A steady decline in e-bike pricing has flattened out and even reversed over the last year or so as a result of a host of industry-wide pressures. Nevertheless, there are still a number of decent quality electric bikes available for under £1,000.
8 of the best e-bikes for under £1,000
Our pick: Eskute Voyager - £999
Best bargain: E-Trends Trekker - £599.99
Best of the rest:
- Halfords Assist – £499
- Fiido D11 — £778.99
- B'Twin Tilt 500 Folding – £899.99
- Dawes Arc II Folding 2020 – £999
- B’Twin Elops 900 E Step Over – £999.99
- Your current bike fitted with an e-bike conversion kit
Not so many years ago an e-bike would have been pretty much out of the question if your budget was limited to around a grand. In those days you'd have been looking at unknown brands of dubious quality. However, an increasingly competitive market and a rise in popularity mean there is now quite a bit of choice when it comes to e-bikes for under £1,000 from companies you've actually heard of.
This is however the price point below which options really start to thin out. You will have to accept that there will be trade-offs with an e-bike of this price. If your budget stretches a little bit further still, take a look at our buyer's guide to e-bikes from £1,000 to £2,000.
An e-bike for about £1,000 will usually have an aluminium frame - when it comes to mass-production of affordable bikes, alloy reigns supreme nowadays. More expensive e-bikes might have carbon frames, and although steel-framed e-bikes are less common, they do exist and will usually cost more than a grand - the Dawes Falcon Serene (mentioned below) is an exception. That said, forks on budget bikes are sometimes made of chromoly steel (as on the Carrera Subway E pictured above) but alloy is still a common option.
Cheaper e-bikes (and their components) will also be heavier than lighter and more luxurious models. An electric hybrid or e-mountain bike will most likely weigh considerably more than 20kg, which is something to consider if you might have to carry your bike in and out of the house/wherever you store it regularly.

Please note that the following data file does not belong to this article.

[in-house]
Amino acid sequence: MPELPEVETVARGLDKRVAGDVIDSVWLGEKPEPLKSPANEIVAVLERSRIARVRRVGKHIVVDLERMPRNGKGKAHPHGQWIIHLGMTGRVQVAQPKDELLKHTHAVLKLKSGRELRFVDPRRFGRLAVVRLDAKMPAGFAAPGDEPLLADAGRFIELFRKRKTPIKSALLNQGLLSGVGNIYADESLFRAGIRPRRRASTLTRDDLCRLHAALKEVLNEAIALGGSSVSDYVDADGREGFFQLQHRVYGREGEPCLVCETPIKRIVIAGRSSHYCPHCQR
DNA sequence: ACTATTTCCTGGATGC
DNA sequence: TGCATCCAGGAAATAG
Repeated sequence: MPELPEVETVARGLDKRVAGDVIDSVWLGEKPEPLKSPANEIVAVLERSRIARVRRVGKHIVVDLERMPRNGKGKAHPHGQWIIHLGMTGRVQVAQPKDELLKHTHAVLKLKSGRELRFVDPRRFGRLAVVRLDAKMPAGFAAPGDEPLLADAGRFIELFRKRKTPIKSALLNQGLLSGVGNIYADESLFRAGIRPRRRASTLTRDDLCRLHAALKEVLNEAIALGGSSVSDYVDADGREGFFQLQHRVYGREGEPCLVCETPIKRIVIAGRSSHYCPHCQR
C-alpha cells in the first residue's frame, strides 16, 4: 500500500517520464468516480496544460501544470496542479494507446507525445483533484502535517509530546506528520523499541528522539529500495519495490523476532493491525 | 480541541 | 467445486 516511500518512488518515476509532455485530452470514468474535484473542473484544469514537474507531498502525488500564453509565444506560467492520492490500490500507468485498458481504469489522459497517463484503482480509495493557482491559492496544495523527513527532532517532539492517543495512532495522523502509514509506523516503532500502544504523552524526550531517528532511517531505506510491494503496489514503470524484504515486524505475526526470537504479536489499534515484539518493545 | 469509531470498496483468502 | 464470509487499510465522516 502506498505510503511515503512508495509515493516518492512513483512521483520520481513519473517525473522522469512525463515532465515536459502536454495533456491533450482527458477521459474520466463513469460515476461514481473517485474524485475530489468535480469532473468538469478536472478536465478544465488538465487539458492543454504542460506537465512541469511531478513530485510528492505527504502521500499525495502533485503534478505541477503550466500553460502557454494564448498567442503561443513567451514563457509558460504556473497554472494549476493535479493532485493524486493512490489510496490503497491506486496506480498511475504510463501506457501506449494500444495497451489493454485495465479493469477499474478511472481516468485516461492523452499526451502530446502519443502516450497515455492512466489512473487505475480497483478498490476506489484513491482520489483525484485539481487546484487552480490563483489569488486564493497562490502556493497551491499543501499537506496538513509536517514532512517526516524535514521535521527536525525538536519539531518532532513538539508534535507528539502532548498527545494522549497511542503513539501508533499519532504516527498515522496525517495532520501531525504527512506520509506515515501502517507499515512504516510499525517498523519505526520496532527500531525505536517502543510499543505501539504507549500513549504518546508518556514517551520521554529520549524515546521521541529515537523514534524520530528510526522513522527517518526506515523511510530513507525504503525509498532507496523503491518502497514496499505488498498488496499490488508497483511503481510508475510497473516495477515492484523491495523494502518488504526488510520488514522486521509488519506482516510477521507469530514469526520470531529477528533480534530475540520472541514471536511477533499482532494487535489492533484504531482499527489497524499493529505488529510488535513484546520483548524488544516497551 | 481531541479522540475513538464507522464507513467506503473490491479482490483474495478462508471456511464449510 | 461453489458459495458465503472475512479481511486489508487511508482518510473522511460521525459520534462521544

For maximum stopping power, hydraulic disc brakes are the golden ticket nowadays and are almost guaranteed to feature on any e-mountain bike or hybrid costing over £2,000. In our price bracket, you're going to have to compromise. The G Tech Sport Hybrid shown above features V-brakes - less hassle to adjust than a cantilever, and a cheaper option than all-in-one caliper rim brakes. Mechanical disc brakes feature on numerous e-mountain bikes and hybrids in Decathlon's B'Twin and Rockrider ranges and also on the Carrera Subway E and Crossroad E, but on super budget e-bikes you're invariably going to get rim braking. They're perfectly fine for most types of riding and have been the brake type of choice for years up until recently; they're just not as powerful as disc brakes which may come in handy if you enjoy ripping around trails.
On these e-bikes, you're guaranteed to find the motor in either the rear or front hub (usually the rear). Mid-motors are pricier, starting on e-bikes from around £1,500 up. As we're still governed by the EU laws on e-bike assistance (for now anyway) the maximum you're going to get is 250 watts of power that cuts out at 25km/h, regardless of how expensive your bike is. The motor might not feed your assistance in quite so smoothly as on more expensive variations when you pedal, but you're still technically getting the same assistance as you would get on e-bikes that cost ten times as much.
With pricier e-bikes lasting up to 100km before needing to be charged nowadays, you're looking at around half of that on e-bikes at this price point. The e-road bike shown above has a 310Wh battery, which will give you about two to three hours of riding at medium levels of assistance; although bear in mind for road and city riding you won't need the assistance so much, so you'll probably get quite a bit more out of it. On the trails you're going to be using that assistance a lot more, so bigger batteries are desirable. Decathlon's Rockrider E-ST 500 e-mtb has a 417Wh battery, which should keep you powered up on the trails for about two and a half hours.
Some higher end e-bikes are equipped with built-in lights, fancy displays and storage options, but if you're spending £1k you're not going to get as many extras, if any. All Halford's Carrera bikes in our recommendations come with mounting points for mudguards, while the Falcon Serene comes with a rear rack that has the battery housed underneath it.